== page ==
Frozen shoulder, which is also known as adhesive capsulitis, involves painful loss of range of motion in the affected shoulder. It can affect any adult, but is most common in women in their 40’s and 50’s. Although many patients recall some sort of fall or a minor trauma to the shoulder when the frozen shoulder began, there is frequently no identifiable cause.
Understanding the anatomy of the shoulder is important to understand the process of a frozen shoulder. Your shoulder has a capsule around it which helps to keep the ball located within the socket correctly. When you develop a frozen shoulder, that capsule becomes thick and tight. That limits your motion. It can also occur after a surgery or a fracture when there may be a period of immobilization and scarring of the shoulder.
Typically, there is a “freezing” phase where the patient is initially painful with good motion, and then progressively becomes more and more stiff. This is followed by improvement in the pain, but the shoulder remains stiff. Finally, the shoulder “thaws” and the motion returns. Altogether, the average length of time from start to finish is 18 months. For some people, it can be shorter, and for some, it can be even longer. Although it can be quite painful, limiting, and frustrating to deal with this problem for so long, only a small minority of patients with a frozen shoulder end up needing surgery. Most are successfully treated with conservative treatments such as steroid injections, anti-inflammatory medications, and physical therapy.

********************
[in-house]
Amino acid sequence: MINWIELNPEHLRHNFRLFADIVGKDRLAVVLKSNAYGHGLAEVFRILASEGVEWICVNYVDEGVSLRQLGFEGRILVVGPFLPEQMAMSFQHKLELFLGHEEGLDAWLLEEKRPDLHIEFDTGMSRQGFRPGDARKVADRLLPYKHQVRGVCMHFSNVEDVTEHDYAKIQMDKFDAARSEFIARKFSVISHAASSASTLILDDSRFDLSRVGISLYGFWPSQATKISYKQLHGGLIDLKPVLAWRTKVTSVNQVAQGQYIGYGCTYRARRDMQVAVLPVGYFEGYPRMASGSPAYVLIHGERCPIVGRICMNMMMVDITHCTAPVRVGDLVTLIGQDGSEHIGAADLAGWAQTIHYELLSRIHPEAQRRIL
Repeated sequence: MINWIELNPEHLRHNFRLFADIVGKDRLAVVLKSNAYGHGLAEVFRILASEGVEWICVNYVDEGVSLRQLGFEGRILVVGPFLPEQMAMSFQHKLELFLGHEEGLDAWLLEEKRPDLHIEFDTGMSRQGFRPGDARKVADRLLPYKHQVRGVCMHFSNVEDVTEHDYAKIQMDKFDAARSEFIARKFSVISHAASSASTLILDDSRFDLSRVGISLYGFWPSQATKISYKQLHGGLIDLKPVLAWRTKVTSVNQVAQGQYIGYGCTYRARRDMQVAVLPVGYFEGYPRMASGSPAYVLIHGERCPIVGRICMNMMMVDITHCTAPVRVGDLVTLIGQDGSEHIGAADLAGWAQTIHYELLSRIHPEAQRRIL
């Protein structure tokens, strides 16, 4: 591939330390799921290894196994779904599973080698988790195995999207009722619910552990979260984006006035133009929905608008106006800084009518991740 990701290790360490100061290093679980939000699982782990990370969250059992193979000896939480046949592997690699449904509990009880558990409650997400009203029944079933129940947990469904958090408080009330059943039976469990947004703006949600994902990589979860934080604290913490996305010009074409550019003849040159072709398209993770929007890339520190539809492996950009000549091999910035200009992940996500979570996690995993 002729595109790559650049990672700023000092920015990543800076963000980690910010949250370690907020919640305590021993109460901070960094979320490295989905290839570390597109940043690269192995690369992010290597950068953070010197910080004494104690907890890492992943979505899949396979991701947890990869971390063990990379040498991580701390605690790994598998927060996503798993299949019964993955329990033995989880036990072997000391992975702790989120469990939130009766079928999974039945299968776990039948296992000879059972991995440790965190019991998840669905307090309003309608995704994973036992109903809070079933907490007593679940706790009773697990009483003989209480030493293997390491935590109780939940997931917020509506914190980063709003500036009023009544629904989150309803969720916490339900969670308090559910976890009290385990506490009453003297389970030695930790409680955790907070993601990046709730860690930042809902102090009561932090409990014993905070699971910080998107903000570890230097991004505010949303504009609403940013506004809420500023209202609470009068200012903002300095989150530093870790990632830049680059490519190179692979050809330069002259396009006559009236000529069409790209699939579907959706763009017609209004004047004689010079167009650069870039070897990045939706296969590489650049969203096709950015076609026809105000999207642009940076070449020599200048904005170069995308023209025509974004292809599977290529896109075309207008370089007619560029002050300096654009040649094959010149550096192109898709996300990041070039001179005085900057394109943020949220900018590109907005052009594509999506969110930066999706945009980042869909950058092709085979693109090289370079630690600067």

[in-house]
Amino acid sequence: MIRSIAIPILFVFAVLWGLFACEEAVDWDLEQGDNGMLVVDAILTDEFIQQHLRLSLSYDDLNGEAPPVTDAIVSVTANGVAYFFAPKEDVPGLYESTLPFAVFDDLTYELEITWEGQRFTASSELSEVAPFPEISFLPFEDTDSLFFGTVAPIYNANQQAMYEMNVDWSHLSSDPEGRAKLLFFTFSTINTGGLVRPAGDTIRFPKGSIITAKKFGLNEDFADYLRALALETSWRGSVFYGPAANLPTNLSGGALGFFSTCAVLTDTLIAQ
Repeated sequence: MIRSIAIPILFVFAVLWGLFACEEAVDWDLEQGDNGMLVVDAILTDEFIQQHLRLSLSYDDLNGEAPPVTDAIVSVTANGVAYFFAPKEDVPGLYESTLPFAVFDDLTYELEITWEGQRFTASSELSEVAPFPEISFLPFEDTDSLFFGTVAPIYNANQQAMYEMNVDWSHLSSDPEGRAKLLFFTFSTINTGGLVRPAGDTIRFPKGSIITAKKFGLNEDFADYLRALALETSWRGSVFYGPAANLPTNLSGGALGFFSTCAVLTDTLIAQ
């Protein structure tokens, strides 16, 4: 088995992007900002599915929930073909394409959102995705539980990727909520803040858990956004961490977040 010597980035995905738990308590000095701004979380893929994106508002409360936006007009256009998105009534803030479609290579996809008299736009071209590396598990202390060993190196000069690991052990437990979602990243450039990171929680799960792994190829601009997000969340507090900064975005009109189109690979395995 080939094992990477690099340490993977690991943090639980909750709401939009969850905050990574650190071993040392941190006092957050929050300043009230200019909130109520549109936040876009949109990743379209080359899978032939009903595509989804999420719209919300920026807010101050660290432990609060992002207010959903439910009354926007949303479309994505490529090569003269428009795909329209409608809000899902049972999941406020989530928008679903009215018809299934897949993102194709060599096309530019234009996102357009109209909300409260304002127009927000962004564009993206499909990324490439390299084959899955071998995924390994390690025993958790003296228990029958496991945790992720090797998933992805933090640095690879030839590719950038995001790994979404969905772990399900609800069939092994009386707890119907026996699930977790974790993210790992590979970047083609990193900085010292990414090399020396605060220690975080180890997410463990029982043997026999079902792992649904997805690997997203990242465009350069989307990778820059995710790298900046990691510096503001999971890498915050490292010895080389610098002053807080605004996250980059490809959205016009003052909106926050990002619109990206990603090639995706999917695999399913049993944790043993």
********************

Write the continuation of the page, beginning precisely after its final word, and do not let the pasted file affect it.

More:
Most patients with a frozen shoulder do not have associated tendon tears in their shoulder, such as in the rotator cuff. X-rays of the shoulder are frequently normal. Diagnosis is mostly based on physical exam and history, so unless your doctor suspects there is something additional going on, you most likely will not need an MRI to diagnose the frozen shoulder.
Certain types of medical problems can increase the risk of having a frozen shoulder, as well as sometimes making it more difficult to treat. “Endocrinopathies”, a class of conditions which involve problems with regulation of various hormones in your body, are the most common associations. This class includes diabetes and high or low thyroid, for example. Therefore, if you don’t have any history of one of these endocrinopathies, your doctor may order some lab work to check for those conditions. If found, they are usually treated by your primary care physician, but occasional difficult cases may require a specialist called an endocrinologist. Treating an underlying condition such as diabetes can improve the course of the frozen shoulder.
As mentioned above, surgery is usually not required. However, a small portion of patients who do not improve with conservative treatment will require surgery. This consists of an outpatient arthroscopic surgery (the cameras with the small incisions) with release of the capsule. If there are tears or additional problems, they can be addressed at the same time. Once the scarred thickened capsule is cut to allow more mobility, the shoulder is taken through a range of motion while the patient is anesthetized and motion is not limited by pain. Postoperatively, range of motion with physical therapy, and sometimes a special chair, is started right away to prevent it from freezing again.
If you have been dealing with a frozen shoulder that won’t seem to thaw, it’s a good idea to have your shoulder checked out by a shoulder specialist. Contact our office today to schedule an appointment.